Students successful in building first WVHS electric car


Students successful in building first WVHS electric car

January 20, 2023

Kevin Wilson's classAfter spending months in the shop building Warwick Valley High School’s first-ever full-size electric car, each of the students in engineering teacher Kevin Wilson’s Green Technology – The Electric Car class got to take their class project out in the parking lot for a little test on Friday, January 20, 2023.

Mr. Wilson pulled the car out of the classroom garage and rounded the parking lot before handing the wheel over to the students. For the very first-time they got to feel the steering wheel and turning radius, hit the accelerator to feel the acceleration, and pump the brakes to sense the stopping power. After an hour of testing they were elated, proud and simply relieved that there were no malfunctions.

“It was pretty fun,” said senior Devin Freemyer, who was the first student to take it for a test drive. “It doesn’t drive like a Cadillac but it gets you around and that’s what we wanted.” He is planning to attend Embry-Riddle Aeronautical University in Daytona, Florida, for aeronautical engineering next year.

Mr. Wilson said his students learned over the semester how to painstakingly check each other’s work to ensure that everything was operating correctly and performing the way it should. Afterall, it’s not like you can put brakes on a car that may or may not work right when they need to.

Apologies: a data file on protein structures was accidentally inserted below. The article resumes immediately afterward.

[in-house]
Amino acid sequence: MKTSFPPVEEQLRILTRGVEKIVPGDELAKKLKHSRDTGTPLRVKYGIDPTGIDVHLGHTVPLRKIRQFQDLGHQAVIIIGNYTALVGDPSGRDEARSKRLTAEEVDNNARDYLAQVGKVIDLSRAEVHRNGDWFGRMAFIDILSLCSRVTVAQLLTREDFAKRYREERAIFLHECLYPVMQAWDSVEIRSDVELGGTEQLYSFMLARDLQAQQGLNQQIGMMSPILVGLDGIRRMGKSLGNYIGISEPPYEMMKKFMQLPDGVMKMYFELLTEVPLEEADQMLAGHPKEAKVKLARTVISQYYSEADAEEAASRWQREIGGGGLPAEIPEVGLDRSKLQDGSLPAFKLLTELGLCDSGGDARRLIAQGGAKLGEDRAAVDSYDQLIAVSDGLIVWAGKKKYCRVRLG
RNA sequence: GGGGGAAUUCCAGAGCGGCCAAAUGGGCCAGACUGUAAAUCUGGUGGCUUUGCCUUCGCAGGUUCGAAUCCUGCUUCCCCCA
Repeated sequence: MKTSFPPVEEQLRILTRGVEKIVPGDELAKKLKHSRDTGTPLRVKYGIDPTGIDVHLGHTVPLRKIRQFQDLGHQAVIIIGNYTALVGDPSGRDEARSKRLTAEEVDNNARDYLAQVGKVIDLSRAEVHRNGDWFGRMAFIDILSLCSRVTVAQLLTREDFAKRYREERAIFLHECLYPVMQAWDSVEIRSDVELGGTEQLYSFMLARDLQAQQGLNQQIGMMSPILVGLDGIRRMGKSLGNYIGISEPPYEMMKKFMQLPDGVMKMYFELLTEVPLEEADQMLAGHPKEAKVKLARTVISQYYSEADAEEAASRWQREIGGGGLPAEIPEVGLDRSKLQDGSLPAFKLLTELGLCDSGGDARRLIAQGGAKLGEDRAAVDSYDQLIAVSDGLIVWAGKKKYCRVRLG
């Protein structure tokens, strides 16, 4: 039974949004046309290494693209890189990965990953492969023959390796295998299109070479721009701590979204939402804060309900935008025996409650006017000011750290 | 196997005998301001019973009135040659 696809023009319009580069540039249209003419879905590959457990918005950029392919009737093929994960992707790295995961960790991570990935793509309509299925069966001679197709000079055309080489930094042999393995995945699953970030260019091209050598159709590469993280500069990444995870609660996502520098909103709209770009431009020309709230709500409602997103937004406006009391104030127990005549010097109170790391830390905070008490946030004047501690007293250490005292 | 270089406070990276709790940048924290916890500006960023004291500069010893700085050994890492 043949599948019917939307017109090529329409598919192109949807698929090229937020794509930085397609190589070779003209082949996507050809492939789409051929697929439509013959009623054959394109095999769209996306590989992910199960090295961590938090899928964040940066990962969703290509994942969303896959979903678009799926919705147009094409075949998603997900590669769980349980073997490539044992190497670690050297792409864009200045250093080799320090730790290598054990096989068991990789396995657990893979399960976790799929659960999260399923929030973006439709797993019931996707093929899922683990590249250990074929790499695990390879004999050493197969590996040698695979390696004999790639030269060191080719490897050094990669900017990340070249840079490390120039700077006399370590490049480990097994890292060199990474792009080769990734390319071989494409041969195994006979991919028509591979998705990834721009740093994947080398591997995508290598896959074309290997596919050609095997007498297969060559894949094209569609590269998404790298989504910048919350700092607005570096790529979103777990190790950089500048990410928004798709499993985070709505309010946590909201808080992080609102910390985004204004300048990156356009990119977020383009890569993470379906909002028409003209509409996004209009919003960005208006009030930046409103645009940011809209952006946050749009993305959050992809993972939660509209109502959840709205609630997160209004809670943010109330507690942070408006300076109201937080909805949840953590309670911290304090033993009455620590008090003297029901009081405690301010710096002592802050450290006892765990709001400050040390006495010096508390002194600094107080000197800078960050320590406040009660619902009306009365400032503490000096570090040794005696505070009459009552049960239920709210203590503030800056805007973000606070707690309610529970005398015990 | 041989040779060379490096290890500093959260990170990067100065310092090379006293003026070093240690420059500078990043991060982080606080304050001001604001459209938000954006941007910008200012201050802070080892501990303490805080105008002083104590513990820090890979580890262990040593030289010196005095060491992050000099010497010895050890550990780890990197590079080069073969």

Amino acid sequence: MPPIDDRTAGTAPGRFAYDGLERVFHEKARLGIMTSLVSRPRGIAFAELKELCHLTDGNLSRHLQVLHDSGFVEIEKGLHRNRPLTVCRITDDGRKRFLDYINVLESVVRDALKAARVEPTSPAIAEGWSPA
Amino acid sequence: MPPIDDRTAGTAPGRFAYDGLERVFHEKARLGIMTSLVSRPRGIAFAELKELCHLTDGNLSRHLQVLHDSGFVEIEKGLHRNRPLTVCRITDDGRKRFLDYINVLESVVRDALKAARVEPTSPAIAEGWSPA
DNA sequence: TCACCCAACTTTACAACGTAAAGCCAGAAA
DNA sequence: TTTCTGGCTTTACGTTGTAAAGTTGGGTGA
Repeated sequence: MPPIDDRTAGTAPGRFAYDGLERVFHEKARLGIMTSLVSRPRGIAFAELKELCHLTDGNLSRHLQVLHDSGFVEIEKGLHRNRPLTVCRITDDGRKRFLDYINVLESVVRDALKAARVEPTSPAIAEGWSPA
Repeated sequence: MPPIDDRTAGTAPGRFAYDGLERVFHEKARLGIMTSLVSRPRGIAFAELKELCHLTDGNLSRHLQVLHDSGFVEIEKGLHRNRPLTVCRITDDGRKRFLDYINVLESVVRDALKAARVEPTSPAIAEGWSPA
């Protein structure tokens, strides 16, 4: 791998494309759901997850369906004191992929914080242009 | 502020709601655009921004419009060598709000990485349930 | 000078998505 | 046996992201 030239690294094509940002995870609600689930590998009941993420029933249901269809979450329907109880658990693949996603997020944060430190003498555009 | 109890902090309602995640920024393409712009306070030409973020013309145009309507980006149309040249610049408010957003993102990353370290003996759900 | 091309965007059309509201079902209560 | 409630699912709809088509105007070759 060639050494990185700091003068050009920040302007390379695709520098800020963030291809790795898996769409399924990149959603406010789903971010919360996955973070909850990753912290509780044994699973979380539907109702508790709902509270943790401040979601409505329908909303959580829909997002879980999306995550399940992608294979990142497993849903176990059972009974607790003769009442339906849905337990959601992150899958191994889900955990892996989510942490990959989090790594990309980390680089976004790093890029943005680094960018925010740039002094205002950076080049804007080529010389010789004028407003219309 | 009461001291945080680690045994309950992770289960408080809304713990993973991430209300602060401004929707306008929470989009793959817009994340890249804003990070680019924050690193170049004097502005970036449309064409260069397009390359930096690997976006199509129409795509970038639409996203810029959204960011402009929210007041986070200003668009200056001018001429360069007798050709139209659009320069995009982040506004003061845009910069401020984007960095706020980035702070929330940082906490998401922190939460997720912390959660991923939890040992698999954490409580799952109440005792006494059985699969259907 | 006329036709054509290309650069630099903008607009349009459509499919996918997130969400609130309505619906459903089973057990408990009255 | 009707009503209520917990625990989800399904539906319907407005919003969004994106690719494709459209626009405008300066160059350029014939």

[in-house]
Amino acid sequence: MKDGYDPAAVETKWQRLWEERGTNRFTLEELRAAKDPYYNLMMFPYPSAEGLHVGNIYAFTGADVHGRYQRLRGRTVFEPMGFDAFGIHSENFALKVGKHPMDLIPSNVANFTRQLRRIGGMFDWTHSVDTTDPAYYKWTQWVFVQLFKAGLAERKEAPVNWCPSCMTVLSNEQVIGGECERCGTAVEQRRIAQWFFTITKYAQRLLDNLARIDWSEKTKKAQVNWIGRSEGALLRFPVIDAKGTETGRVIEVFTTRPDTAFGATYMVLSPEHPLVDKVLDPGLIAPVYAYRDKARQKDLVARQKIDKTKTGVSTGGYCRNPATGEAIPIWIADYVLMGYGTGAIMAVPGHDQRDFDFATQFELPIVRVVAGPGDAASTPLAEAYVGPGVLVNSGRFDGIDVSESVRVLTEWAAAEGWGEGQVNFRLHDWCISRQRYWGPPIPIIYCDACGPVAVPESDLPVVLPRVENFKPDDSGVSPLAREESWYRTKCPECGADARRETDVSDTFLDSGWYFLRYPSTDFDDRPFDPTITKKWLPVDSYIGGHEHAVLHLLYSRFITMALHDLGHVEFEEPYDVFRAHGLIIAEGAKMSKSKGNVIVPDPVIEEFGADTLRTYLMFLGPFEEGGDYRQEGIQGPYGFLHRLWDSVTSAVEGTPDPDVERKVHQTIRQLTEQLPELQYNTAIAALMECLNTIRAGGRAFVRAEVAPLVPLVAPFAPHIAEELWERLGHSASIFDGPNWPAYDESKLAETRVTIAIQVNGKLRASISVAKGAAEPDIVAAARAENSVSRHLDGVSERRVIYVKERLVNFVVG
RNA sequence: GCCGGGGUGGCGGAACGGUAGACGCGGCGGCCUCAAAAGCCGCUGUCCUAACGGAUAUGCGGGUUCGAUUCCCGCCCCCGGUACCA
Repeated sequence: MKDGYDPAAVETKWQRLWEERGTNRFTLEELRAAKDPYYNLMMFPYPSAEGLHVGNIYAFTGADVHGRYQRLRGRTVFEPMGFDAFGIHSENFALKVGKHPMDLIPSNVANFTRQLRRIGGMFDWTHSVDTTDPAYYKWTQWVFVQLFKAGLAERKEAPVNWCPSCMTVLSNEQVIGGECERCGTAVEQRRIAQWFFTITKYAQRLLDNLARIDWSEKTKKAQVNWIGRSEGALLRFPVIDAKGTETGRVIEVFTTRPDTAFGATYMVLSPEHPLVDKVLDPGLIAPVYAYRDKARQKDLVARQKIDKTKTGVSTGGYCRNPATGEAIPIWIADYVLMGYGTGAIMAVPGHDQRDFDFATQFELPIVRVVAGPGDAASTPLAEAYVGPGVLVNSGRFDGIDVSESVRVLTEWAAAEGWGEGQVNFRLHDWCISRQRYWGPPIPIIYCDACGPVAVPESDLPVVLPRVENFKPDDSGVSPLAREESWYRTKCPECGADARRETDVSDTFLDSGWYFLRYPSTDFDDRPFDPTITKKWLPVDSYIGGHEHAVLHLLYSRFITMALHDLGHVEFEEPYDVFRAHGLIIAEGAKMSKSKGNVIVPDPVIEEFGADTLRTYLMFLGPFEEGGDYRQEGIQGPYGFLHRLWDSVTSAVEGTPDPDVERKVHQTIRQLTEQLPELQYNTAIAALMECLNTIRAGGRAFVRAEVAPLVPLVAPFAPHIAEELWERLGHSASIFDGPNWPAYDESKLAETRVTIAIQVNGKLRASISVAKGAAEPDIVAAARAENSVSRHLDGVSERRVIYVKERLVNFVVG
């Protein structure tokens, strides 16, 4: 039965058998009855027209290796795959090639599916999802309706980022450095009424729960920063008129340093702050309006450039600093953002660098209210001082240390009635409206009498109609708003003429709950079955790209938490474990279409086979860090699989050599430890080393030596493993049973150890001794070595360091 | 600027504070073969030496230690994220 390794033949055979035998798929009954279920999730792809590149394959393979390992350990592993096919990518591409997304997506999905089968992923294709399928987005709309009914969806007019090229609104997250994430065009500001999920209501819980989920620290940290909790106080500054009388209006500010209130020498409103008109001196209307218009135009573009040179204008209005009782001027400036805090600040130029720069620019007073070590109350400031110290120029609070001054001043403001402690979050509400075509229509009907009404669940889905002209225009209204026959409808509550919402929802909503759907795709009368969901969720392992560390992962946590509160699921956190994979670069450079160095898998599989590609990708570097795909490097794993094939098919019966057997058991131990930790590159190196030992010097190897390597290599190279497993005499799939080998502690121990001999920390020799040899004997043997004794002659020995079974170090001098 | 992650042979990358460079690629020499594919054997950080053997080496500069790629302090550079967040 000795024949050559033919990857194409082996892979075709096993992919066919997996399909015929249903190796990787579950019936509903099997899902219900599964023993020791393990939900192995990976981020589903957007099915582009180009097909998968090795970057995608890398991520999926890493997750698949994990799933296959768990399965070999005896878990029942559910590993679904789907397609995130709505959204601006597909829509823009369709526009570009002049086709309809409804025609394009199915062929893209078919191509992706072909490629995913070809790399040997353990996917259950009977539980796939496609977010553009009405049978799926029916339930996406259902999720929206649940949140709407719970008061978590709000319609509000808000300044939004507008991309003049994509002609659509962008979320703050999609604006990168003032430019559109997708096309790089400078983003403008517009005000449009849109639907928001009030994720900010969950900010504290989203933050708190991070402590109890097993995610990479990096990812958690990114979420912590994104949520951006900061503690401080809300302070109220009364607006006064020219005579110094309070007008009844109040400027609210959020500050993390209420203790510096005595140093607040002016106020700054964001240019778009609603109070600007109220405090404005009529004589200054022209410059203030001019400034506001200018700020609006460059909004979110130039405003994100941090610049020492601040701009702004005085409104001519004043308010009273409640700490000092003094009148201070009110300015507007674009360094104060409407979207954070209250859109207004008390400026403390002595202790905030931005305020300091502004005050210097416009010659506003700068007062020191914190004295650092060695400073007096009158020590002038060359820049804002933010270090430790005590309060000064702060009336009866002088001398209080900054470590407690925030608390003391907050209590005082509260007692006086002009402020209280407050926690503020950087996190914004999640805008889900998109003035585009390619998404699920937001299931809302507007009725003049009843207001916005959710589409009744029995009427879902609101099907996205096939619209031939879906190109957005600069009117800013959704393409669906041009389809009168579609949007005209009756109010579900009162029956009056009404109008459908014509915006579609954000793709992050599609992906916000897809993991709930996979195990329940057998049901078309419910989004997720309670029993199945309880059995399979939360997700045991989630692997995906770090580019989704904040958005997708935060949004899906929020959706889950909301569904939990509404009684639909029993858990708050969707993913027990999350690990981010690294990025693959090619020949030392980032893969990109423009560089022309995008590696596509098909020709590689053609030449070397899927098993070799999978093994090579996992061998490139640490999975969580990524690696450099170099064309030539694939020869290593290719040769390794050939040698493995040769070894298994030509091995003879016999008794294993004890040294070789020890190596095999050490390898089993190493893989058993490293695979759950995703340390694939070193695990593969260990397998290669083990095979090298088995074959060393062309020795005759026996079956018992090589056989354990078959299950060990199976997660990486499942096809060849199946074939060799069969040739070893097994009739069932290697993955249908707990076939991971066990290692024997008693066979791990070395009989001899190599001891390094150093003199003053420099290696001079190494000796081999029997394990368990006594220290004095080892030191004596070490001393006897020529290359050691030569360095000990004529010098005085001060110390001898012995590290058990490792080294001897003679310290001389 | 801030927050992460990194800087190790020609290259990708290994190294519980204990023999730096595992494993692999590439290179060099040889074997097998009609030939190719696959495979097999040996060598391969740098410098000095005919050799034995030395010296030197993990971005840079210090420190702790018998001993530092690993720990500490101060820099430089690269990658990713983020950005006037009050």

“I told them it’s not like having 2 points or 3 points off on an exam for an error,” Mr. Wilson said. Brakes were the trickiest part of the project. It took a few weeks to get the calipers to work right, but the students were successful.

Since September, the 12 students have worked on sections such as the high voltage lithium battery system, the brake system, the suspension and alignment, the low voltage battery system, and the lighting and signals. Each class began with classroom instruction that led to hands-on applications on the car.

“I loved the hands-on work. I feel it’s a major component of learning things,” said John Lupkovich drives the electric car in the parking lot, a senior who plans to attend Michigan State for environmental engineering next year. “You can sit in a classroom and have a teacher explain everything to you, but if you’re not doing it yourself and it’s not hands-on I feel you’re not learning as much as you could be. For me, personally, the hands-on stuff is how I learn.”

Next up for the students is to dismantle the car over the next week and put the parts back into a cabinet to get them ready for a new class of students in the spring semester.

“The experiences that the students learn now will allow them to develop in the future into who they will be,” Mr. Wilson said. He knows they may not necessarily use what he taught them in class, but he believes they learned skills that will help them be successful in their futures.

“The most rewarding thing for me is the relationships that I have had with them,” Mr. Wilson said. “I’m definitely not the typical teacher but that’s what creates a relationship where they are comfortable learning. I truly hope in years to come that they come back and say that it was truly one of the best times they had in high school.”

The electric car rounds a corner in-between the high school and middle school


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